If you cat the stdout.log at this point, terminal will interpret it correctly and show the last output, which is 100.0% complete output.

Now if open the output file, you’ll find something else. Here I’ve pasted the content:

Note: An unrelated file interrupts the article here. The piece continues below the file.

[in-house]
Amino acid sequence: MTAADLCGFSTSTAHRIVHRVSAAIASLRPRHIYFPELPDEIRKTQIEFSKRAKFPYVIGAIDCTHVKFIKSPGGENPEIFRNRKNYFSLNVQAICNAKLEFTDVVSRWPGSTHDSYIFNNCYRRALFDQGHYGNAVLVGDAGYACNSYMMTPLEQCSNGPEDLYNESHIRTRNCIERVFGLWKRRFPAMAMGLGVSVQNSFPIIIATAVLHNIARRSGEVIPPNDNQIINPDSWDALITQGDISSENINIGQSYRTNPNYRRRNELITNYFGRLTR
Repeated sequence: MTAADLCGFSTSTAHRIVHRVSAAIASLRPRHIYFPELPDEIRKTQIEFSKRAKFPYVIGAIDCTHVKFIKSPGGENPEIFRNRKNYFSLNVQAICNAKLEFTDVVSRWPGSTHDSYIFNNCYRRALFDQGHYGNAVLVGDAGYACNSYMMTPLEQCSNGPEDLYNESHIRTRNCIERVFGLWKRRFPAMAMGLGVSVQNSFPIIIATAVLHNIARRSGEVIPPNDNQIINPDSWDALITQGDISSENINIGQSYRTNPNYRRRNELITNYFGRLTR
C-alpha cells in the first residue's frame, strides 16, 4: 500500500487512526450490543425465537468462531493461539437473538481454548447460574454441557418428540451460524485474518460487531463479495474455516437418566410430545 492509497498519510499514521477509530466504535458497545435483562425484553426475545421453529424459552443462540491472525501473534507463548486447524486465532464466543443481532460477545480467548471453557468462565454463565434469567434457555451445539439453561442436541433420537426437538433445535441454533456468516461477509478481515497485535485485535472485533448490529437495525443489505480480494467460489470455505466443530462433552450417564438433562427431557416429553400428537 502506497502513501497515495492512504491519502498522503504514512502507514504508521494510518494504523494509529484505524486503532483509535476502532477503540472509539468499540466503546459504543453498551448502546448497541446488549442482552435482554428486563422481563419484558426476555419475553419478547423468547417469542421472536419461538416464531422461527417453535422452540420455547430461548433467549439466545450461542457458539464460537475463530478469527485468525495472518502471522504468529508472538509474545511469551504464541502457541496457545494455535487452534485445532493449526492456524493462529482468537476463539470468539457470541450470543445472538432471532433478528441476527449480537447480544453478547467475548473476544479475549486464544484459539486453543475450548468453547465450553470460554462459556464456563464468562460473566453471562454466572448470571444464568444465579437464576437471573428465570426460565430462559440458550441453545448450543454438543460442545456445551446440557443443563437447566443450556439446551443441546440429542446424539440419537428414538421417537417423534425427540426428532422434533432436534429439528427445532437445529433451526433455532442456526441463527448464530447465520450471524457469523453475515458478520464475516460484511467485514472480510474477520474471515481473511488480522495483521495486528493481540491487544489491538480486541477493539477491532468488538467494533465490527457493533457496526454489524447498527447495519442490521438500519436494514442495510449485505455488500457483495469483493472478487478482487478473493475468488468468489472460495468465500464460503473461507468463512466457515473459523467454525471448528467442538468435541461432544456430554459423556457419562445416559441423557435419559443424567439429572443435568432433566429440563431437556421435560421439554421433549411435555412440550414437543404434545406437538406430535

^MProgress: |--------------------------------------------------| 0.0% Complete^MProgress: |--------------------------------------------------| 1.8% Complete^MProgress: |█-------------------------------------------------| 3.5% Complete^MProgress: |██------------------------------------------------| 5.3% Complete^MProgress: |███-----------------------------------------------| 7.0% Complete^MProgress: |████----------------------------------------------| 8.8% Complete^MProgress: |█████---------------------------------------------| 10.5% Complete^MProgress: |██████--------------------------------------------| 12.3% Complete^MProgress: |███████-------------------------------------------| 14.0% Complete^MProgress: |███████-------------------------------------------| 15.8% Complete^MProgress: |████████------------------------------------------| 17.5% Complete^MProgress: |█████████-----------------------------------------| 19.3% Complete^MProgress: |██████████----------------------------------------| 21.1% Complete^MProgress: |███████████---------------------------------------| 22.8% Complete^MProgress: |████████████--------------------------------------| 24.6% Complete^MProgress: |█████████████-------------------------------------| 26.3% Complete^MProgress: |██████████████------------------------------------| 28.1% Complete^MProgress: |██████████████------------------------------------| 29.8% Complete^MProgress: |███████████████-----------------------------------| 31.6% Complete^MProgress: |████████████████----------------------------------| 33.3% Complete^MP